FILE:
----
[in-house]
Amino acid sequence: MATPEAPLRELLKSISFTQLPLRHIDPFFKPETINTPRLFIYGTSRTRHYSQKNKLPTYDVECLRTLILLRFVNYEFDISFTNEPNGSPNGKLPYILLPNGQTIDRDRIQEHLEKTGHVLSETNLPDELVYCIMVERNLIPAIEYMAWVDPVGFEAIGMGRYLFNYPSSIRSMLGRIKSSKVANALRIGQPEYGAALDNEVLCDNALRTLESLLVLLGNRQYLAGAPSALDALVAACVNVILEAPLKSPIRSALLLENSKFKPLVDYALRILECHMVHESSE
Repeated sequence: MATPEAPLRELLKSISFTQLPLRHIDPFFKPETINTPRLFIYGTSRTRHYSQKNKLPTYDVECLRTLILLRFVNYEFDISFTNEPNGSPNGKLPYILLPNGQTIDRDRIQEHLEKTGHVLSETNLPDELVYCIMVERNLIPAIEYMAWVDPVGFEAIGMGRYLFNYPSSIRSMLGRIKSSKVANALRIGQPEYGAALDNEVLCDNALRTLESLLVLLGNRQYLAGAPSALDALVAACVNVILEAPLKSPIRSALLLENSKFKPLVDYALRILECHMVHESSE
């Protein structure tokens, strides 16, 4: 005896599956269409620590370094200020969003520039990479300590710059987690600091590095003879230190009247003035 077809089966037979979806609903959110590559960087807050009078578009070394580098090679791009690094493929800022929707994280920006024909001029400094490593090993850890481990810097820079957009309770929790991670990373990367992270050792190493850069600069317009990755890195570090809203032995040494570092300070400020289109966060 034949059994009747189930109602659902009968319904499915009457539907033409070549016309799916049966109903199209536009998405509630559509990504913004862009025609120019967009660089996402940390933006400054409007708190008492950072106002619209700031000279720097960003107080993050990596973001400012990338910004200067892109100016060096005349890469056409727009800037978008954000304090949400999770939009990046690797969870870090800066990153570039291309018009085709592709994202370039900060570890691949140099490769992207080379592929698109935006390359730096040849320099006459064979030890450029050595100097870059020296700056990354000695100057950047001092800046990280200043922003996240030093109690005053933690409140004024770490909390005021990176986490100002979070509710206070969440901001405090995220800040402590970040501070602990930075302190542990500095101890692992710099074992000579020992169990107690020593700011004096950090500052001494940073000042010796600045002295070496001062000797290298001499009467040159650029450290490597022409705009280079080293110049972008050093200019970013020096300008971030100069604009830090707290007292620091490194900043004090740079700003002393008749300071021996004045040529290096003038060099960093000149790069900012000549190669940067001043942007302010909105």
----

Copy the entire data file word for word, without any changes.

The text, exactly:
[in-house]
Amino acid sequence: MATPEAPLRELLKSISFTQLPLRHIDPFFKPETINTPRLFIYGTSRTRHYSQKNKLPTYDVECLRTLILLRFVNYEFDISFTNEPNGSPNGKLPYILLPNGQTIDRDRIQEHLEKTGHVLSETNLPDELVYCIMVERNLIPAIEYMAWVDPVGFEAIGMGRYLFNYPSSIRSMLGRIKSSKVANALRIGQPEYGAALDNEVLCDNALRTLESLLVLLGNRQYLAGAPSALDALVAACVNVILEAPLKSPIRSALLLENSKFKPLVDYALRILECHMVHESSE
Repeated sequence: MATPEAPLRELLKSISFTQLPLRHIDPFFKPETINTPRLFIYGTSRTRHYSQKNKLPTYDVECLRTLILLRFVNYEFDISFTNEPNGSPNGKLPYILLPNGQTIDRDRIQEHLEKTGHVLSETNLPDELVYCIMVERNLIPAIEYMAWVDPVGFEAIGMGRYLFNYPSSIRSMLGRIKSSKVANALRIGQPEYGAALDNEVLCDNALRTLESLLVLLGNRQYLAGAPSALDALVAACVNVILEAPLKSPIRSALLLENSKFKPLVDYALRILECHMVHESSE
């Protein structure tokens, strides 16, 4: 005896599956269409620590370094200020969003520039990479300590710059987690600091590095003879230190009247003035 077809089966037979979806609903959110590559960087807050009078578009070394580098090679791009690094493929800022929707994280920006024909001029400094490593090993850890481990810097820079957009309770929790991670990373990367992270050792190493850069600069317009990755890195570090809203032995040494570092300070400020289109966060 034949059994009747189930109602659902009968319904499915009457539907033409070549016309799916049966109903199209536009998405509630559509990504913004862009025609120019967009660089996402940390933006400054409007708190008492950072106002619209700031000279720097960003107080993050990596973001400012990338910004200067892109100016060096005349890469056409727009800037978008954000304090949400999770939009990046690797969870870090800066990153570039291309018009085709592709994202370039900060570890691949140099490769992207080379592929698109935006390359730096040849320099006459064979030890450029050595100097870059020296700056990354000695100057950047001092800046990280200043922003996240030093109690005053933690409140004024770490909390005021990176986490100002979070509710206070969440901001405090995220800040402590970040501070602990930075302190542990500095101890692992710099074992000579020992169990107690020593700011004096950090500052001494940073000042010796600045002295070496001062000797290298001499009467040159650029450290490597022409705009280079080293110049972008050093200019970013020096300008971030100069604009830090707290007292620091490194900043004090740079700003002393008749300071021996004045040529290096003038060099960093000149790069900012000549190669940067001043942007302010909105």